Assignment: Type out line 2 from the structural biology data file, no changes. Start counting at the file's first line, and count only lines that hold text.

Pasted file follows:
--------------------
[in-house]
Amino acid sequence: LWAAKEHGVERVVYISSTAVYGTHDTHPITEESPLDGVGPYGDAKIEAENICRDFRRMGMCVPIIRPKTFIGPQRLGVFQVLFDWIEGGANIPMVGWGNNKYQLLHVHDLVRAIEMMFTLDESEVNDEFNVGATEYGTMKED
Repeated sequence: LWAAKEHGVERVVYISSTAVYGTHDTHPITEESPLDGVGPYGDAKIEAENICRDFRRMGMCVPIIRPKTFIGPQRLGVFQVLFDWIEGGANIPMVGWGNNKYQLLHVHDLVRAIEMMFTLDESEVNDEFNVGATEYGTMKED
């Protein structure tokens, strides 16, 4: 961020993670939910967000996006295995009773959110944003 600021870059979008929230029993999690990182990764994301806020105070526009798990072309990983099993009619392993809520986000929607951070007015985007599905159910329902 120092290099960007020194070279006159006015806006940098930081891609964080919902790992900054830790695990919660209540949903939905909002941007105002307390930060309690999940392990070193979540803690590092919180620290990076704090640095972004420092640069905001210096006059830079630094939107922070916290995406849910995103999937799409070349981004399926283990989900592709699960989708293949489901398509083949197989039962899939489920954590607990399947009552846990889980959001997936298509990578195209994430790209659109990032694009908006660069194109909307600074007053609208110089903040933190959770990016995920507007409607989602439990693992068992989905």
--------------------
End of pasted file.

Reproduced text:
Amino acid sequence: LWAAKEHGVERVVYISSTAVYGTHDTHPITEESPLDGVGPYGDAKIEAENICRDFRRMGMCVPIIRPKTFIGPQRLGVFQVLFDWIEGGANIPMVGWGNNKYQLLHVHDLVRAIEMMFTLDESEVNDEFNVGATEYGTMKED